The New York Times in Bibi-land

by Jerold Auerbach

No matter how fervently the paper wishes, it is unlikely that a Jewish state would ever relinquish its biblical homeland to Palestinians.

(JNS) The New York Times is in panic mode. A front-page article by Jerusalem reporter Isabel Kershner (Dec. 30) began with an expression of trepidation that Israel’s “right-wing and religiously conservative government,” led by newly elected Prime Minister Benjamin Netanyahu, “will undermine the country’s liberal democracy.”

How so? By ensuring “increased tensions with Palestinians,” “undermining” judicial independence, and “the rolling back of protections for the L.G.B.T.Q. community” and “other” (unidentified) “sectors of society.”

But for Kershner it gets even worse. The Netanyahu governing coalition has “declared the Jewish people’s exclusive and inalienable right to all parts of the Land of Israel,” including biblical Judea and Samaria (until the Six-Day War identified as Jordan’s “West Bank”). It has also “pledged to bolster Jewish settlement in the West Bank,” which would undercut the “recognized formula for resolving the Israeli-Palestinian conflict based on establishing a Palestinian state alongside Israel.” In translation, Israel would reclaim its biblical heritage.

Netanyahu’s right-wing coalition, Kershner writes, might “complicate” Israeli-American relations. Although President Biden proclaimed his eagerness to work with Netanyahu (“my friend for decades”), he reiterated American support for “the two state solution” that the Palestinian Authority and President Mahmoud Abbas (now beginning the 18th year of his four-year term) have repeatedly rejected.

Moving closer to enduring Times concerns, evident even before the birth of Israel lest a Jewish state compromise the loyalty of American Jews to the United States, Kershner focuses on the discomfort of Reform leader Rabbi Rick Jacobs. Netanyahu’s policies, he fears, “are meant to push us away.” As Kershner notes, “hundreds” of American rabbis “have signed an open letter protesting the government proposals.” But the likelihood of Reform Jews, long the least supportive of Israel among religiously identified American Jews, impacting Israeli politics is virtually nil.

Netanyahu’s coalition platform, Kershner writes with evident displeasure, focuses on “promoting Israeli sovereignty in the West Bank.” The result would be “further entrenching Jewish settlement in the heart of the land that Palestinians have envisioned as their state.”

Palestinians are, of course, free to “envision” whatever they wish. But the location of that “state” happens to be biblical Judea and Samaria, a reality of history that Kershner does not recognize. No matter how fervently the New York Times wishes, it is unlikely that a Jewish state would relinquish its ancient homeland to Palestinians, not even to satisfy Times publishers, columnists and reporters.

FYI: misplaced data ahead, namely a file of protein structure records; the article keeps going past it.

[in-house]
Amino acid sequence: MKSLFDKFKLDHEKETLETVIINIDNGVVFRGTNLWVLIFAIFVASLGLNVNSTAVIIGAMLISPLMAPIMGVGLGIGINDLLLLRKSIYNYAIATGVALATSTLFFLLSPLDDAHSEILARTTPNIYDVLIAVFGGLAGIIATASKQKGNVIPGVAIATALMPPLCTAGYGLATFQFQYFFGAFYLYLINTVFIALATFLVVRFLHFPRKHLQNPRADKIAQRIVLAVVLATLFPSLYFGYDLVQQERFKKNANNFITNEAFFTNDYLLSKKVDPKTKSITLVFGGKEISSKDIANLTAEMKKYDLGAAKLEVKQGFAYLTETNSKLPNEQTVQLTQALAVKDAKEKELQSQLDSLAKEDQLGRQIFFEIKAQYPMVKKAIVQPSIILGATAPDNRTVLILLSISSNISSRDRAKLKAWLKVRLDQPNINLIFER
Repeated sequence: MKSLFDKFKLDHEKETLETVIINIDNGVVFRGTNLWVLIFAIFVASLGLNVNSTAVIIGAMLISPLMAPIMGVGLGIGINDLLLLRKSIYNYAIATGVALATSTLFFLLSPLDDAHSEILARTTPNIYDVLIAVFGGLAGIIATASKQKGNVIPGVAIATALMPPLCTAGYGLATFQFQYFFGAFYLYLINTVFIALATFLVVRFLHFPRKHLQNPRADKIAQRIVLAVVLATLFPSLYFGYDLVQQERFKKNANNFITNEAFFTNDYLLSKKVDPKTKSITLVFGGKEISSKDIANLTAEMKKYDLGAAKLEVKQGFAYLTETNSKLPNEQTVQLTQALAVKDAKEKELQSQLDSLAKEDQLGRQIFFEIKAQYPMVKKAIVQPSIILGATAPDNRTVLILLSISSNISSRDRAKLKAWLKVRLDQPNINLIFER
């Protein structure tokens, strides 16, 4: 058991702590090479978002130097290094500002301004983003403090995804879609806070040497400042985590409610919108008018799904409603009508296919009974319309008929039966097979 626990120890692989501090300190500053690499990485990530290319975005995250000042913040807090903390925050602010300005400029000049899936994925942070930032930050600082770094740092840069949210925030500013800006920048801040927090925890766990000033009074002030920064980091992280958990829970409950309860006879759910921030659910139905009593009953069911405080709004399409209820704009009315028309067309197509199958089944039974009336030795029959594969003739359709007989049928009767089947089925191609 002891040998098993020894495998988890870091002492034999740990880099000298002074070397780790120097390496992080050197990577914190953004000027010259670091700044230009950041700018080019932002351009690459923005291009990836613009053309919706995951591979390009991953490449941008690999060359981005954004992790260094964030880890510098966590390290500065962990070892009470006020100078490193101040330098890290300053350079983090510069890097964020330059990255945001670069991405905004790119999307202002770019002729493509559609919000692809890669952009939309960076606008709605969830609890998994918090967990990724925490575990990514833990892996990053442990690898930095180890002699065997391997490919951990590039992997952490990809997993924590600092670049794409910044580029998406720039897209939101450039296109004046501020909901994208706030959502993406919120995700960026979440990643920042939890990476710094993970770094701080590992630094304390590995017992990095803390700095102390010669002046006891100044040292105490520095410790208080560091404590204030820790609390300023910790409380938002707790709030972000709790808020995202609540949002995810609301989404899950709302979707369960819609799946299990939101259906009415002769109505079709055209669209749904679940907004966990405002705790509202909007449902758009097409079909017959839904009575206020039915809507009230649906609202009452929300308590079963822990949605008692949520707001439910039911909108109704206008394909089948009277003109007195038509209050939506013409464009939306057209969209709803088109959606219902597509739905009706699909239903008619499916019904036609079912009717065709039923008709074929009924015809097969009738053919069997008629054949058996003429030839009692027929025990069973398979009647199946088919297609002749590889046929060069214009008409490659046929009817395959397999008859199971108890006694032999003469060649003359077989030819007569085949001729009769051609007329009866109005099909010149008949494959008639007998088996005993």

Kershner adds “many Palestinians” to her lengthy list of critics of the new Israeli government. According to the Palestinian ambassador to Britain, Israel’s “annexation agenda of Jewish supremacy is now very blunt and clear.” (No other Palestinians are mentioned.) But, Kershner notes, “an ultra-conservative anti-gay minister” has been granted “wide powers” over “some” public school programs, while ultra-Orthodox parties in Netanyahu’s coalition “have secured copious funding” for adults “who choose full-time study over work.” A shanda, a disgrace.

Kershner concludes her list of complaints and criticism by quoting a former United States ambassador to Israel. He expresses concern that the newly elected government is “unlike anything we have seen before,” with “issues of national and Jewish identity, religion and state and democracy unlike any previous Israeli right-wing government.”

Times discomfort with Zionism, Israel and its right-wing prime ministers is hardly new. For decades a parade of Jerusalem bureau chiefs and columnists, beginning—and continuing—with Thomas Friedman, have unceasingly criticized Israel for occupying “Palestinian” land (biblical Judea and Samaria).

Benjamin Netanyahu has become a favorite target. Ironically, Times editors welcomed him as Israel’s new prime minister in 1996, praising him for “sensibly reaching for the center in Israeli politics” and “minimizing the role of hawkish ideologues and religious fundamentalists.” But times change and so does the Times.

By far Israel’s longest-serving prime minister, Benjamin Netanyahu must be doing something right—pleasing Israeli voters if not New York Times editors, columnists and reporters.

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